Educating Haitians about cholera prevention after Hurricane Matthew

A Haitian female drug shop seller holds up a mobile phone
A Haitian drug shop seller holds a mobile phone Credit: USAID/Mercy Corps

SHOPS Plus disseminated two million text messages to 200,000 low-income Haitians in response to Hurricane Matthew and the related cholera epidemic. As a result of this effort, 5,600 people responded to obtain further information.

More than 5,800 people in Haiti are suspected to have contracted cholera since Hurricane Matthew struck the Caribbean nation in October 2016. Many affected areas were cut off from traditional information sources, such as radio. 

SHOPS Plus created a mobile health program that disseminated text messages about cholera treatment and prevention in Haitian Creole. Consumers could opt into the program by calling a number. The topics included handwashing, recognizing symptoms, digging latrines, and preparing oral rehydration solution.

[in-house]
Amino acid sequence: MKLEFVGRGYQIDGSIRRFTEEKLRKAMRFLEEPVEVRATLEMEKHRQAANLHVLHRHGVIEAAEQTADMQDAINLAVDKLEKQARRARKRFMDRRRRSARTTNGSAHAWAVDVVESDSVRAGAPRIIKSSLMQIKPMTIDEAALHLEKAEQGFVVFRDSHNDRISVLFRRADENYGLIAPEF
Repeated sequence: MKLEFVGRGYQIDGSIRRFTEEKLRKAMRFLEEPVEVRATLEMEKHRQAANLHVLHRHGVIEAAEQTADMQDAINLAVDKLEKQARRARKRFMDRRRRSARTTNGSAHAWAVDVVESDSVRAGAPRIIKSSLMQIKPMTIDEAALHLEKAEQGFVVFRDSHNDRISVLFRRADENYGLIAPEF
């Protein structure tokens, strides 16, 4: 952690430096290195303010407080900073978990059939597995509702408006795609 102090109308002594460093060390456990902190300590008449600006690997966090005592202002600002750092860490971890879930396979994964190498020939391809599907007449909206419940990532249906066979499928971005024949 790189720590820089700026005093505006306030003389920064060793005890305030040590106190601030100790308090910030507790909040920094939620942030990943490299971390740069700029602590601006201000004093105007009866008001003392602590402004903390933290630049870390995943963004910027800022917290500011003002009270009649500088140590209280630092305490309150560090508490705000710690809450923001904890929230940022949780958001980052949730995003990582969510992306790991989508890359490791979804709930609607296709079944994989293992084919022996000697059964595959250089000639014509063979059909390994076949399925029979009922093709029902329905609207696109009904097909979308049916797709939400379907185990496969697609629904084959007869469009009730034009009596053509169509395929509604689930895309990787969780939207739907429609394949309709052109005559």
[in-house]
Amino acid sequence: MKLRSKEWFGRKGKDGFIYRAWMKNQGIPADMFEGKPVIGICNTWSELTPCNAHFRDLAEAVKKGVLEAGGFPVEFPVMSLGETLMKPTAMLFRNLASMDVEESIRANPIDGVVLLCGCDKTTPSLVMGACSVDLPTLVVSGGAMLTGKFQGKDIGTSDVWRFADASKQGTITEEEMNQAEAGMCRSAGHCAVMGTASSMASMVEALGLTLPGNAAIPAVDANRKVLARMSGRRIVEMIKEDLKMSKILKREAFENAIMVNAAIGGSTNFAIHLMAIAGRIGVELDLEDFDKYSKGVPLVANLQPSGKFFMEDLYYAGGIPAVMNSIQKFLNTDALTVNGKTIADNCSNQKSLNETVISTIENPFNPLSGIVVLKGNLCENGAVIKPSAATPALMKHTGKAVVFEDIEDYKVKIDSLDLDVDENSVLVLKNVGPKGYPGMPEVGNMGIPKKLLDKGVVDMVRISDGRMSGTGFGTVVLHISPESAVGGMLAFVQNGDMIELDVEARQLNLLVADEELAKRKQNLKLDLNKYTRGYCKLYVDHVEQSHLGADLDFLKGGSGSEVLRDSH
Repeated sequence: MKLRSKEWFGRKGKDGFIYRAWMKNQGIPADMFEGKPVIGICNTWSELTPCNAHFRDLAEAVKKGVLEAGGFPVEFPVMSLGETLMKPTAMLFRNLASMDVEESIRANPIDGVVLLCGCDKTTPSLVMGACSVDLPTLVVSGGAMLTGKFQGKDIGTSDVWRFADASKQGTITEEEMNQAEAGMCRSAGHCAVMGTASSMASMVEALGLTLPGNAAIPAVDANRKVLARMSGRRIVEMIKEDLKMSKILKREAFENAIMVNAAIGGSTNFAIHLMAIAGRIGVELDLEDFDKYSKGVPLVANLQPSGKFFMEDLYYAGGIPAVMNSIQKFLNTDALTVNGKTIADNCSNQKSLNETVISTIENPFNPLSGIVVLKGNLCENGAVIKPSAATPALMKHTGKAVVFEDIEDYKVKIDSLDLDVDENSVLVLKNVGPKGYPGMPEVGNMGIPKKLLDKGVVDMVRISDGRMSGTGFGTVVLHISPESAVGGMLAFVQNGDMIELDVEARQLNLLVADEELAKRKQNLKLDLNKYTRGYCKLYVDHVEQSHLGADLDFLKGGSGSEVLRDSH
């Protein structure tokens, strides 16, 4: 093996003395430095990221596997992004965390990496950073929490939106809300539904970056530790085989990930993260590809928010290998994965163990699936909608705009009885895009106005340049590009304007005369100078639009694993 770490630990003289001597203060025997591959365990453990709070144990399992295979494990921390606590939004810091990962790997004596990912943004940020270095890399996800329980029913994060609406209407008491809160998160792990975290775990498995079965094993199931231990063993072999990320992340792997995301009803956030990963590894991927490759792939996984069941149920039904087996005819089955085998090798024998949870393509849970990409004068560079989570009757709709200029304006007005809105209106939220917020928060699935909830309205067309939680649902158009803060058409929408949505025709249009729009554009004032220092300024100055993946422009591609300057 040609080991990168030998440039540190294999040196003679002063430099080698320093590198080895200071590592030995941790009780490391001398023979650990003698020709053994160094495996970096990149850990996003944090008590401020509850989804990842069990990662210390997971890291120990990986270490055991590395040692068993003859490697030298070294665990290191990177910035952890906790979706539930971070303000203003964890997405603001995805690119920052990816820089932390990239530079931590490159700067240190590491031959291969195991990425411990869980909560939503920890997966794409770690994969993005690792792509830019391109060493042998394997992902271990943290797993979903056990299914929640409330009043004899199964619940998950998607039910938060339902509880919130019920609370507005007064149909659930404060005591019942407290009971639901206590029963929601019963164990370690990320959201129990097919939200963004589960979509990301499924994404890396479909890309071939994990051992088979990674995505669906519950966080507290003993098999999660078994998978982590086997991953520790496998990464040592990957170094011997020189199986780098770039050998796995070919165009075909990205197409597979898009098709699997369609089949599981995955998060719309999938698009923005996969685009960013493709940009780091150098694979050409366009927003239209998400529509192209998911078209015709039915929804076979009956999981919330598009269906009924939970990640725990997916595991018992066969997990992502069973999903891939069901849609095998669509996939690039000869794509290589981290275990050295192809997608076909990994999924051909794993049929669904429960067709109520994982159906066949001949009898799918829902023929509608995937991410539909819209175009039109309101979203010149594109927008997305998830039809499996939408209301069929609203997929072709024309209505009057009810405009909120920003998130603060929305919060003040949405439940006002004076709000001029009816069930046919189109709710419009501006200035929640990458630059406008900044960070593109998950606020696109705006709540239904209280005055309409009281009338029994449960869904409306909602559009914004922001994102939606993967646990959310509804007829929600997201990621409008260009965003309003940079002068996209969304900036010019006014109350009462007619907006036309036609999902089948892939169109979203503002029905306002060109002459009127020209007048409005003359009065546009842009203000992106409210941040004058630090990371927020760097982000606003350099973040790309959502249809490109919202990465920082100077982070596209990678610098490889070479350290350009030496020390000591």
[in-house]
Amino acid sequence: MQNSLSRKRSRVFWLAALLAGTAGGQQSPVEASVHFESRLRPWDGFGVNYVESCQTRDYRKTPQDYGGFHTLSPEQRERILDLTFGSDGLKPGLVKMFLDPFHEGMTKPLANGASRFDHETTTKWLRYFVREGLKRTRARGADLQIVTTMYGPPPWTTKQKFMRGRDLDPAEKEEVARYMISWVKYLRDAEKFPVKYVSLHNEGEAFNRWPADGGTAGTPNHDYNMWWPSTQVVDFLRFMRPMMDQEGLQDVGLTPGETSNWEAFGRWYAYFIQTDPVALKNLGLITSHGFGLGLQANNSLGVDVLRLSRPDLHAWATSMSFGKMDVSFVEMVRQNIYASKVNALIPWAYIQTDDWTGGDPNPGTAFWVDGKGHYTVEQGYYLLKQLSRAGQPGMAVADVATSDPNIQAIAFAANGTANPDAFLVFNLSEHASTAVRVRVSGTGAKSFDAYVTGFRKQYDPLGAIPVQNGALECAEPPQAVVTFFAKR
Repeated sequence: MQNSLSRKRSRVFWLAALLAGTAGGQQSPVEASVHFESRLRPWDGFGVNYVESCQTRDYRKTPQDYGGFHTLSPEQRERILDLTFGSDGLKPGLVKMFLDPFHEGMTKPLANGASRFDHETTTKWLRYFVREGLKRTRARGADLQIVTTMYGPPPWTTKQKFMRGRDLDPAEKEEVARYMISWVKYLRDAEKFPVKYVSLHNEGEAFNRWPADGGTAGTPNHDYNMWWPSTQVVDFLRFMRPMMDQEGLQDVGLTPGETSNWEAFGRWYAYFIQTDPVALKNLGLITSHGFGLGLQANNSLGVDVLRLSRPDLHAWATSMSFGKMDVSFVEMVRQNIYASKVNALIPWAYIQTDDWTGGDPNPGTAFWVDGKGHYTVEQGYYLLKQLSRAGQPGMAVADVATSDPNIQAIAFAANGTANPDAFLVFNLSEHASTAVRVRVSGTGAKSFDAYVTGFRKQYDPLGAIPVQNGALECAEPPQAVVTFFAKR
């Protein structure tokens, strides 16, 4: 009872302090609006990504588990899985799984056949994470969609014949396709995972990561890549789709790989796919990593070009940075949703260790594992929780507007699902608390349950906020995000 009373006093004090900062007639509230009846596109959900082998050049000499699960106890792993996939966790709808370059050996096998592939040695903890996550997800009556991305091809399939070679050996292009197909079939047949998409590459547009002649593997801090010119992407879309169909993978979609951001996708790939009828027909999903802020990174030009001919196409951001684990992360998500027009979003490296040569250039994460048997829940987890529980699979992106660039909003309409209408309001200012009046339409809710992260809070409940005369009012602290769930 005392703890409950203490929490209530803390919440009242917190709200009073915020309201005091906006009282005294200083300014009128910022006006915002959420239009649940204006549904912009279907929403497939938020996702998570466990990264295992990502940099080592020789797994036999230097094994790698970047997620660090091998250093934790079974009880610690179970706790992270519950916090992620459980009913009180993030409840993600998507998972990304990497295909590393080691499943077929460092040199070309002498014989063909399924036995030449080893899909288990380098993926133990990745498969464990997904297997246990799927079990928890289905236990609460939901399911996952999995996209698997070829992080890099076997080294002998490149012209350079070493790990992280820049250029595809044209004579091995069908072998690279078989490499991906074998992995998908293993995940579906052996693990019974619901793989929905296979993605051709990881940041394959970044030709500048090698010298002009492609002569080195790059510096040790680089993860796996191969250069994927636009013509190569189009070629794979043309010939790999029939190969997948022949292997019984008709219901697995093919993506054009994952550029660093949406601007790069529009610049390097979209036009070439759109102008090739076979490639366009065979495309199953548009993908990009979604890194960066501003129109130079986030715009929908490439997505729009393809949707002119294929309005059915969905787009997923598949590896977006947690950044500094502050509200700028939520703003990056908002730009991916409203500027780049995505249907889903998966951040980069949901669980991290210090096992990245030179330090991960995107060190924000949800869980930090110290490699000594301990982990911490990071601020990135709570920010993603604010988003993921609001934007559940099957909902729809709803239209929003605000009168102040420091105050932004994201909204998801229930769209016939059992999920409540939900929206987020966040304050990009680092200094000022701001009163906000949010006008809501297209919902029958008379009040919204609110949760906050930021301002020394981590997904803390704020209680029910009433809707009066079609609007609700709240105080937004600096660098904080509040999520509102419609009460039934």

Below are English translations of some of the messages:

  • Wash your hands with soap and water before meals, before and after you take care of babies, after going to the toilet, and when touching things other people have touched such as money.
  • Preparing ORS: a full gallon and treated water, add six tablespoons sugar and half teaspoon salt. Seal gallon every time.
  • People with cholera should drink plenty of fluids to replace water being lost through diarrhea. Continue breastfeeding.

SHOPS Plus staff in Haiti are providing additional cholera prevention and treatment information through health educators, a weekly Voice of America radio program, and mass media campaigns.

As SHOPS Plus expands the mobile behavior change communication program, the project will offer more information about cholera, family planning, child diarrhea, and Zika through text messages and an on-demand, interactive voice response program.

Technical Area



Sustaining Health Outcomes through the Private Sector (SHOPS) Plus is a five-year cooperative agreement (AID-OAA-A-15-00067) funded by the United States Agency for International Development (USAID). This website is made possible by the generous support of the American people through USAID. The information provided on this website is not official U.S. government information and does not represent the views or positions of USAID or the U.S. government.

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